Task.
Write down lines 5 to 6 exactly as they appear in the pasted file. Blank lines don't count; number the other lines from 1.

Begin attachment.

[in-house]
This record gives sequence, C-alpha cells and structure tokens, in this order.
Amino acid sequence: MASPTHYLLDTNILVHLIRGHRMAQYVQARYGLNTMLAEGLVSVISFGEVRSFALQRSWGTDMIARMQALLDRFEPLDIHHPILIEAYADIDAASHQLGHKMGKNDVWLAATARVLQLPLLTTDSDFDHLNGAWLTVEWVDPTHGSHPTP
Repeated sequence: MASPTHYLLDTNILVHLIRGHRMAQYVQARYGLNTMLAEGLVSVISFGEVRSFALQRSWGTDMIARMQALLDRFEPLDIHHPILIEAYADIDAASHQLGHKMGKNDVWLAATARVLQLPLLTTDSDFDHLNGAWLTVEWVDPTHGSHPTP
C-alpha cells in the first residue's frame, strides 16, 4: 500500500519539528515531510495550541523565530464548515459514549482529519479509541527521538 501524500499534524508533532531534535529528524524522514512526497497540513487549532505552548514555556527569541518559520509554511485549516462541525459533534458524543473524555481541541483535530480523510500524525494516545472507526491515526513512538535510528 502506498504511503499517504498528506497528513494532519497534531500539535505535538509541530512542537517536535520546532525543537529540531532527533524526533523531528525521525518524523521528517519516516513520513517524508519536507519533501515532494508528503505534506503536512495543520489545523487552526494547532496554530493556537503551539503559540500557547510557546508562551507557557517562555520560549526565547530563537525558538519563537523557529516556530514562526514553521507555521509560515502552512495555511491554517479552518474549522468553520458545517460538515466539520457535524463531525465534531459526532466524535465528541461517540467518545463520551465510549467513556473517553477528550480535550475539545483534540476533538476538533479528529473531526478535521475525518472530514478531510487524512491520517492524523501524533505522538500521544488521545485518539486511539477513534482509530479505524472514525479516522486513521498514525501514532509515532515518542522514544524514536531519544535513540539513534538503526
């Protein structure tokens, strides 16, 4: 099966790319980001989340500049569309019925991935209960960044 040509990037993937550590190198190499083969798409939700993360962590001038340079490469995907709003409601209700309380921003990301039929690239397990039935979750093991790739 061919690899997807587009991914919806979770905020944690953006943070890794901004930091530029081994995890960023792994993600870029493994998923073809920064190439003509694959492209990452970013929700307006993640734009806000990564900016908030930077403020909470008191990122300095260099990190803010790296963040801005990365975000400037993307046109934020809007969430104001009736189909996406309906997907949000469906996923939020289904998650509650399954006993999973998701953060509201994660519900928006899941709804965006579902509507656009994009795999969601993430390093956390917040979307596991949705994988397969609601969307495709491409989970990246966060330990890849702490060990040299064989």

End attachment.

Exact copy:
C-alpha cells in the first residue's frame, strides 16, 4: 500500500519539528515531510495550541523565530464548515459514549482529519479509541527521538 501524500499534524508533532531534535529528524524522514512526497497540513487549532505552548514555556527569541518559520509554511485549516462541525459533534458524543473524555481541541483535530480523510500524525494516545472507526491515526513512538535510528 502506498504511503499517504498528506497528513494532519497534531500539535505535538509541530512542537517536535520546532525543537529540531532527533524526533523531528525521525518524523521528517519516516513520513517524508519536507519533501515532494508528503505534506503536512495543520489545523487552526494547532496554530493556537503551539503559540500557547510557546508562551507557557517562555520560549526565547530563537525558538519563537523557529516556530514562526514553521507555521509560515502552512495555511491554517479552518474549522468553520458545517460538515466539520457535524463531525465534531459526532466524535465528541461517540467518545463520551465510549467513556473517553477528550480535550475539545483534540476533538476538533479528529473531526478535521475525518472530514478531510487524512491520517492524523501524533505522538500521544488521545485518539486511539477513534482509530479505524472514525479516522486513521498514525501514532509515532515518542522514544524514536531519544535513540539513534538503526
């Protein structure tokens, strides 16, 4: 099966790319980001989340500049569309019925991935209960960044 040509990037993937550590190198190499083969798409939700993360962590001038340079490469995907709003409601209700309380921003990301039929690239397990039935979750093991790739 061919690899997807587009991914919806979770905020944690953006943070890794901004930091530029081994995890960023792994993600870029493994998923073809920064190439003509694959492209990452970013929700307006993640734009806000990564900016908030930077403020909470008191990122300095260099990190803010790296963040801005990365975000400037993307046109934020809007969430104001009736189909996406309906997907949000469906996923939020289904998650509650399954006993999973998701953060509201994660519900928006899941709804965006579902509507656009994009795999969601993430390093956390917040979307596991949705994988397969609601969307495709491409989970990246966060330990890849702490060990040299064989």